The layout.server.view.html file has some more html, but it’s still not the content we’re viewing on the home page that loads. However, we find yet another clue on line 46:


<header data-ng-include="'/modules/core/views/header.client.view.html'" class="navbar navbar-fixed-top navbar-inverse"></header>


So let’s run back up the food chain to our main testapp folder and look for a modules folder. It took some poking around, but I found it in the public folder. We can drill down to testapp > public > modules > core > views and BINGO! Here we find the ‘home.client.view.html’ file (as well as the header file we were originally looking for). Within these two files, we find all of the content that shows up on our original page (without any CSS applied).


Summary of how MEANJS Renders the Home Page

So let’s recap what we discovered:

  1. MEANJS starts with the server.js file.
  2. It requires then exports (i.e. makes available) the Express config file.
  3. Express helps route user URL requests to the appropriate file (using Glob)
  4. The core routing file identified by Express then looks at the core controller file.
  5. The core controller file uses Express’s res.render() function to render an index view.
  6. The index view to be rendered is found in testapp > app > views folder.
  7. The index view extends the layout view in the same folder (file is named layout.server.view.html).
  8. The layout view includes a header file found in testapp > public > modules > core > views, called header.client.view.html.
  9. In this same folder, we find a home.client.view.html file, where the majority of the content lives that MEANJS renders for the home page.

I’ll be honest, that was a lot of work to figure out what was happening here. There’s still a lot to be discovered, but at least now we know where to begin editing the home page.

Since I come from a LAMP development background, there’s still a lot for me to learn. You MEAN Stack (and especially MEANJS) pros, please feel free to add to what’s going on here in the comments!

4 thoughts on “MEANJS – How the Home Page is Rendered

  • Thanks. I’d done some of this myself, was good to see someone else did too. I think I understand much of express routing by now. But I am still researching what angular routing means.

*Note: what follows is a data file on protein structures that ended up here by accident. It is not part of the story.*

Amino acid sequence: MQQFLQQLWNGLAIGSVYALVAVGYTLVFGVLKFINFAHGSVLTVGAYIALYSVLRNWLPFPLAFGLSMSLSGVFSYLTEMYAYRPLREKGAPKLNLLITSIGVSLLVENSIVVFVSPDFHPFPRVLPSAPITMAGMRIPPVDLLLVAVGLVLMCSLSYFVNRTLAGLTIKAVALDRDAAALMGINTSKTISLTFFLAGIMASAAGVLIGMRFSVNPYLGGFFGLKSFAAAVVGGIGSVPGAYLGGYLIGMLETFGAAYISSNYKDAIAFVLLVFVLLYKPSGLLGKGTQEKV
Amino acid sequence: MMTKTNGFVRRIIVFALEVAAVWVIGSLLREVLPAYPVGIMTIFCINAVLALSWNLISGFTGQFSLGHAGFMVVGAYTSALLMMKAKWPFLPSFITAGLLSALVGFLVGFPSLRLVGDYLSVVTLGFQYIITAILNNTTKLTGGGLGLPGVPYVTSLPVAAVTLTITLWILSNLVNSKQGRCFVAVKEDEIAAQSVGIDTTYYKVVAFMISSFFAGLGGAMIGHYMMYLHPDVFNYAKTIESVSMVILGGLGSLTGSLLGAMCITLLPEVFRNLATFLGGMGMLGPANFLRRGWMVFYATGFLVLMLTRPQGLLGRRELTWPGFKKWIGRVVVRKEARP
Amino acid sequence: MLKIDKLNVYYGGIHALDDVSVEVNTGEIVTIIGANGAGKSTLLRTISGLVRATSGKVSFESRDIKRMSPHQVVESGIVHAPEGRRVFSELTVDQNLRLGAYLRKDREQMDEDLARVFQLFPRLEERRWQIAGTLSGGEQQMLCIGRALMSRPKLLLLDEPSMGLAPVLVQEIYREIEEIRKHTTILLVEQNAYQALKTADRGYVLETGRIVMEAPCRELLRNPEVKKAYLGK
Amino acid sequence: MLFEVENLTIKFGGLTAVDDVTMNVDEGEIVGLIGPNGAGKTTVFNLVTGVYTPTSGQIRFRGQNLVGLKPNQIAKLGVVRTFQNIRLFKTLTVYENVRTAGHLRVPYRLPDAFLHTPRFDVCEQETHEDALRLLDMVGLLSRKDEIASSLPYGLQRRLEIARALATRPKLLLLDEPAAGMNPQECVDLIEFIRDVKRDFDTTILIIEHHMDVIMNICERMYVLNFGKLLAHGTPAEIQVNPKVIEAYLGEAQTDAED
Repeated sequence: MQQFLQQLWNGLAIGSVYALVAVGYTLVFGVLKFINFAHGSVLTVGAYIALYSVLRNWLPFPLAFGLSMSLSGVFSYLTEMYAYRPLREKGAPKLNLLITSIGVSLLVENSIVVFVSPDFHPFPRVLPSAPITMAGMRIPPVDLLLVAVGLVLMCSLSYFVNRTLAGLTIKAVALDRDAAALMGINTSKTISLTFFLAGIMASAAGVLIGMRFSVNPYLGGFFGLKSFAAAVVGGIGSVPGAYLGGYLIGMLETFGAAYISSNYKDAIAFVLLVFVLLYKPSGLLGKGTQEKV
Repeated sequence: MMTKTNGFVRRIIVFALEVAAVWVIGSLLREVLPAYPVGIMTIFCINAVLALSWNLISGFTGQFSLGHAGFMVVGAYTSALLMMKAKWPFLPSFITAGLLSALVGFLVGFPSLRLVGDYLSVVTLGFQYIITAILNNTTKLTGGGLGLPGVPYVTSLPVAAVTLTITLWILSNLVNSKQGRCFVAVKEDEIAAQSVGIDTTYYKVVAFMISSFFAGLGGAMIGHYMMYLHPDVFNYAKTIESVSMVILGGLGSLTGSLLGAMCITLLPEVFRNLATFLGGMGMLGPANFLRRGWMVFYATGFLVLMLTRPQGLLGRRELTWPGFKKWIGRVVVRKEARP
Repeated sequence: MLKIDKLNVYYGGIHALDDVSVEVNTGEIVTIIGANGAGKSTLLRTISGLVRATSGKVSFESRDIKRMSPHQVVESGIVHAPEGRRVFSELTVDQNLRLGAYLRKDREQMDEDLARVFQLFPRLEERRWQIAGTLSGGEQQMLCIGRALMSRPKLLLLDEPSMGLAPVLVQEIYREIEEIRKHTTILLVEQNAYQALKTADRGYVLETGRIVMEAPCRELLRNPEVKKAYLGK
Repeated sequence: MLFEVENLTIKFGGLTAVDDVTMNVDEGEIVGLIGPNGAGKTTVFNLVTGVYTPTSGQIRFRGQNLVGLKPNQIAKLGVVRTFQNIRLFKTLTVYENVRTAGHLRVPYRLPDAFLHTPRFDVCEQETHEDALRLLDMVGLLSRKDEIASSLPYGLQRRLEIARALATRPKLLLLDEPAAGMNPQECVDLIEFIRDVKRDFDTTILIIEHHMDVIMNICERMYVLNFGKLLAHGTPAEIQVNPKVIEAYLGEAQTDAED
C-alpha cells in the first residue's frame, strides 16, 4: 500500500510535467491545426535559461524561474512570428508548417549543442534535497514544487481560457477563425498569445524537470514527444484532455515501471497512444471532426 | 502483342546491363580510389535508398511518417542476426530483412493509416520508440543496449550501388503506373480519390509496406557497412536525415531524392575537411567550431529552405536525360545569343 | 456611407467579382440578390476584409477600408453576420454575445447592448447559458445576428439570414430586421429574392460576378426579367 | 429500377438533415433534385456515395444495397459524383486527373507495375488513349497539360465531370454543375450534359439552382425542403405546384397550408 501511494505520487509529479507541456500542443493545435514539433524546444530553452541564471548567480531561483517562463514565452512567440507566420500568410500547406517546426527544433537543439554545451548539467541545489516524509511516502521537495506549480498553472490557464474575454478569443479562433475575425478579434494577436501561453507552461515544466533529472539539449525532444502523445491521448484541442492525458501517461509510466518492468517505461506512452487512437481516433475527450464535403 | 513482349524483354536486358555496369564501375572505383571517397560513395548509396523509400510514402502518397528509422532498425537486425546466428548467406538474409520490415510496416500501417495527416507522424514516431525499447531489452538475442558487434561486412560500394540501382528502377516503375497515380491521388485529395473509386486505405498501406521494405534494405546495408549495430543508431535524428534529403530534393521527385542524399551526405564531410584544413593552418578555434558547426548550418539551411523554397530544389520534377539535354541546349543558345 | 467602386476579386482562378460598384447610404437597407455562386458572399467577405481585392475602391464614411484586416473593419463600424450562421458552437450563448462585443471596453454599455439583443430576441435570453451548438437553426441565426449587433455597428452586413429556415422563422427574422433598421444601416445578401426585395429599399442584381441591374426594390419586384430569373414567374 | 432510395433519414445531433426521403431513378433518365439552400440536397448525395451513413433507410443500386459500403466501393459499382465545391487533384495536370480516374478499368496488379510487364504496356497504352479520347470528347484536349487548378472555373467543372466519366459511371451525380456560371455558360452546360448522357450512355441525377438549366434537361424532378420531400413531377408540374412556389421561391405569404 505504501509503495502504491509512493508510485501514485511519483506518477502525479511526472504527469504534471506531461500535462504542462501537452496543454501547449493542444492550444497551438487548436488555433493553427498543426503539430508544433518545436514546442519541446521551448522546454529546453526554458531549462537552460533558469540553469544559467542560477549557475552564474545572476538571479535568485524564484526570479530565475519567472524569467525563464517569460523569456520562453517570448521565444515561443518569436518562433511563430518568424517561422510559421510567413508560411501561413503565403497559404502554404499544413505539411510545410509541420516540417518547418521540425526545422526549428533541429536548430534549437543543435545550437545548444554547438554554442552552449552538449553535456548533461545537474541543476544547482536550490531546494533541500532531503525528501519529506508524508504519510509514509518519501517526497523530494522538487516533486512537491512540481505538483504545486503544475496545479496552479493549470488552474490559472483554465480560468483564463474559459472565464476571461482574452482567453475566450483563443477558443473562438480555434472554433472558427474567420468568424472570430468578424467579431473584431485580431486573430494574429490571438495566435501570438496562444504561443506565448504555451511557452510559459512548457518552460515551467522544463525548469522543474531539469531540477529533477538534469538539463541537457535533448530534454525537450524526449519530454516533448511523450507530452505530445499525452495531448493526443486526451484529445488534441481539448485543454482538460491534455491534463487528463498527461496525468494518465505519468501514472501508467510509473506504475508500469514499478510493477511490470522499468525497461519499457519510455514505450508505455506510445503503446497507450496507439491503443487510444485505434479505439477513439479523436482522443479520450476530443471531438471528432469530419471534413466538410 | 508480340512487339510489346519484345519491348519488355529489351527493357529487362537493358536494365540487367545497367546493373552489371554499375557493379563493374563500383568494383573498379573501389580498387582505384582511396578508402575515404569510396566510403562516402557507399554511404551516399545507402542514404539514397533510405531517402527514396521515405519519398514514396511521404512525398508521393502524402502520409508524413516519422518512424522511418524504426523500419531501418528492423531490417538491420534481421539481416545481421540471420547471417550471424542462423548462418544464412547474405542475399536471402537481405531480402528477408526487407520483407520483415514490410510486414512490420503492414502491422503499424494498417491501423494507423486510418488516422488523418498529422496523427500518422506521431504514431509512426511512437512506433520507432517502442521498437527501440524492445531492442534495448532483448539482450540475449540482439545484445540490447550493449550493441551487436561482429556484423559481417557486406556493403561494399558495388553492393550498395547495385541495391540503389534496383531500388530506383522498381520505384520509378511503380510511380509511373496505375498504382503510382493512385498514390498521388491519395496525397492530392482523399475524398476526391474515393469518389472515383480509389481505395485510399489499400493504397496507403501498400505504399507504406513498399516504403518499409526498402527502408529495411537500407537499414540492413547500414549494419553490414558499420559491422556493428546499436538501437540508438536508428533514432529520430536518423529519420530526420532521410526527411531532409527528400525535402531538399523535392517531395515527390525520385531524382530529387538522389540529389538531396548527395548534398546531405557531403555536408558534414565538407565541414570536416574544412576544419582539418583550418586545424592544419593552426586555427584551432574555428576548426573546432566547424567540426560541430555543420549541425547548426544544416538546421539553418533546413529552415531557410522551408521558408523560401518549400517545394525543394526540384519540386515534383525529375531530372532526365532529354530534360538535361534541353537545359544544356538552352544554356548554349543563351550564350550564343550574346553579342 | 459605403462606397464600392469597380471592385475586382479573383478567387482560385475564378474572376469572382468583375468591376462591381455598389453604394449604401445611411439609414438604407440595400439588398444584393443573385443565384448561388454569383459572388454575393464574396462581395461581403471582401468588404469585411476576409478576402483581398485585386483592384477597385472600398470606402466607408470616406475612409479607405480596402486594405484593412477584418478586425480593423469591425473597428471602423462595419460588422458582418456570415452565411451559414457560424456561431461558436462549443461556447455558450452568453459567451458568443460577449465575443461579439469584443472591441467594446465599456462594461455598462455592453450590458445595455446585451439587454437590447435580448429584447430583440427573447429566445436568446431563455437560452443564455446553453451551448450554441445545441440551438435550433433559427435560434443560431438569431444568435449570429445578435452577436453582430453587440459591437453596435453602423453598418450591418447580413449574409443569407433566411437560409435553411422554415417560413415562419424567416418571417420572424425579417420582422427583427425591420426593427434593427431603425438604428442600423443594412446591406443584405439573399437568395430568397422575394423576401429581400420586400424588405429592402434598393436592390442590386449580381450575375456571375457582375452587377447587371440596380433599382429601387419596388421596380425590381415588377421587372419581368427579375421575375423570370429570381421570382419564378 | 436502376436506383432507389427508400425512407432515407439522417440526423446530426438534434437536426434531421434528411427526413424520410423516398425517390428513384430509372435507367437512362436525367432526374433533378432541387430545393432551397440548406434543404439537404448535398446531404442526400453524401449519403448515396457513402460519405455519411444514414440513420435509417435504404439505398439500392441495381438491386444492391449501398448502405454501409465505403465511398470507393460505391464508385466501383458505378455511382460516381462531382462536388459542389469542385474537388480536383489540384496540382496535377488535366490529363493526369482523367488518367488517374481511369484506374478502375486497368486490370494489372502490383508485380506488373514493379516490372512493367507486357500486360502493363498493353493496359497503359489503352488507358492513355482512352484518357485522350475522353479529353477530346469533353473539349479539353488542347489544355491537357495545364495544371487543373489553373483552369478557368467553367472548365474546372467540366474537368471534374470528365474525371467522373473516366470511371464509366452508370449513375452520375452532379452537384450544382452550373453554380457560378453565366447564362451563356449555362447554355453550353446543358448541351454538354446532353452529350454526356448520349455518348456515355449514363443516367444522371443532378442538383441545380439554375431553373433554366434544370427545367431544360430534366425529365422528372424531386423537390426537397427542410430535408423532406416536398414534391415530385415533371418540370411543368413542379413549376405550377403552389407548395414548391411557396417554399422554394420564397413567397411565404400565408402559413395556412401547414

• Hi Amit. Thanks for asking – this is pretty straightforward once you understand the overall framework of MEANJS. The short answer is that the file you want to edit is found here: /public/modules/core/views/home.client.view.html. The corresponding controller where you’ll edit your Angular code can be found here: /public/modules/core/controllers/home.client.controller.html.

      The longer answer is this: The file above is the actual html file/content that gets bound to the data-ui-view within the <section data-ui-view></section> tags found in your /app/views/index.server.view.html file (which, in turn, is rendered in the {% block content %}{% endblock %} chunks of your /app/views/layout.server.view.html file on the server).

      So again, if you just edit (or create a new file with the same name and rename the original file) the /public/modules/core/views/home.client.view.html file, you’ll be in the right territory. Just be sure that if you create a new file, you have the right controller name on the first line, where it says <section data-ng-controller="HomeController">. This needs to match the controller name in your controller file, and it needs to be unique (or you’ll see errors).

      One last thing… If you want an example of login using MEANJS, you can find that in /public/modules/users/views/authentication/signup.client.view.html and /public/modules/users/views/authentication/signin.client.view.html/public/modules/users/controllers/authentication.client.controller.js. (Note that both views use the same controller here).

      I hope that works for you. Let me know if I can help with anything else!